Walking home proud with my purchase, I mentally scouted for websites that might have easy raw mango recipes. Some neighbors noticed the mangoes in my basket; more talk of pickles, chutney and what not. I never knew I had good acting skills for they never guessed my limited knowledge on the subject.
My husband and daughter were mighty amused to see the raw green mangoes in my basket. They made no efforts to hide their curious expressions that clearly defined "what are you gonna do with it, you don't know how to make Avakkaya - the fiery red andhra mango pickle nor have you ever made a Mammidkai Pachchadi - raw mango chutney?"   I gave them my hurt expression, trying hard to look confident and declared my intentions of churning out a gourmet dish from the precious green mounds; now they laughed out aloud and I stuck my tongue out.
Thinking of some good recipe I washed them well under running water and wiped them dry with a kitchen napkin. Looking at it for a few seconds, I just picked up a knife and chopped one shiny mango into thin slices, sprinkled some black salt and red chilly powder. As I put one slice into my mouth, the sour salt n spicy tangs burst through my taste buds. The family couldn't help but greedily join a sheepish-looking-me in the Mango Manic Delight. Much laughter and banter ensued around the Kairi.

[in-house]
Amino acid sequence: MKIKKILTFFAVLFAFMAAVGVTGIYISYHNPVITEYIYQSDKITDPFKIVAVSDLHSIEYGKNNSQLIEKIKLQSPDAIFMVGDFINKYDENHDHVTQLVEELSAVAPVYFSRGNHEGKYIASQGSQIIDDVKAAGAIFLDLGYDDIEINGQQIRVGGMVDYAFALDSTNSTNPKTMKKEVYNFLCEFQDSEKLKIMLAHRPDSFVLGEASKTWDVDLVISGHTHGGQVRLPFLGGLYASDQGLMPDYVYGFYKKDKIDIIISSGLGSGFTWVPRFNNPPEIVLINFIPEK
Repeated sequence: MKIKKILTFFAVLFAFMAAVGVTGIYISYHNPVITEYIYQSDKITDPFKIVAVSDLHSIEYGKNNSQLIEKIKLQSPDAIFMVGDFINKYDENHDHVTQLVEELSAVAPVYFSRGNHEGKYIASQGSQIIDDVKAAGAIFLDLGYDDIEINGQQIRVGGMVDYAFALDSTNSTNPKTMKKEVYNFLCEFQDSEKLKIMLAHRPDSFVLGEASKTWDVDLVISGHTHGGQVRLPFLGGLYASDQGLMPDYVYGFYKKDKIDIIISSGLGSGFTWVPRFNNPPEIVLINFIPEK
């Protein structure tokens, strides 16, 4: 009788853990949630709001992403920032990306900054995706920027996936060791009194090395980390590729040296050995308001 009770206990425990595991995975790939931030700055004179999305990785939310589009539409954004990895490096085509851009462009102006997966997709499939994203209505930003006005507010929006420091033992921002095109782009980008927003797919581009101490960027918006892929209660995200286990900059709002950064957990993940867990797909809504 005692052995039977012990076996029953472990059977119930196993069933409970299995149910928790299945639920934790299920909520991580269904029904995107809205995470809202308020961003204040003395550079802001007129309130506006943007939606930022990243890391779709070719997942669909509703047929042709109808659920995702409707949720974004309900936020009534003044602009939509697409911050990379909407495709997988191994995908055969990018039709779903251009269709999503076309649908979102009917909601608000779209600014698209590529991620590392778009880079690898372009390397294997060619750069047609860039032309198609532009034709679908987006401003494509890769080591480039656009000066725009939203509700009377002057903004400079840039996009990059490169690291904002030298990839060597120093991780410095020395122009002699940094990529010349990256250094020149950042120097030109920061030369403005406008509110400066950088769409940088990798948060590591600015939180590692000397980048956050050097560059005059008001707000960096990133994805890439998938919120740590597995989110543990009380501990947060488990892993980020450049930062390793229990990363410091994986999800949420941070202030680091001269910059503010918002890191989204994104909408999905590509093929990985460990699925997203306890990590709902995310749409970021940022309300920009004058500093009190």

My daughter's favorite is the Andhra Mango Pickle and the Aam Panna or Panakam, an Indian drink known for its sweet sour & salty cooling properties in summer. I settle for Aam Panna (Yes, because I am a pro at it). 
The summer is long so I have enough time to dish out other tempting delicacies. For now, it is indulgence in the simple & pure magic of cut mango pieces with salt and chilies.

Thursday, April 2, 2015

Twenty first century politics is not a game of heirarchy, nor is it a conquest!

The recently concluded elections in New Delhi reminded me of an anecdote that took place on a domestic flight a few years back. Returning from a vacation, my hopping flight was on a forty minutes stop-over. A casual chat with the pilot revealed that he was an investment banker who switched professions to do what he loved since childhood. To fly. Interesting. One chose to be a commercial airline Pilot rather than stay a white-collared sophisticated banker with a multiple figure salary and a safer, plush life. Not many of us can say or do that.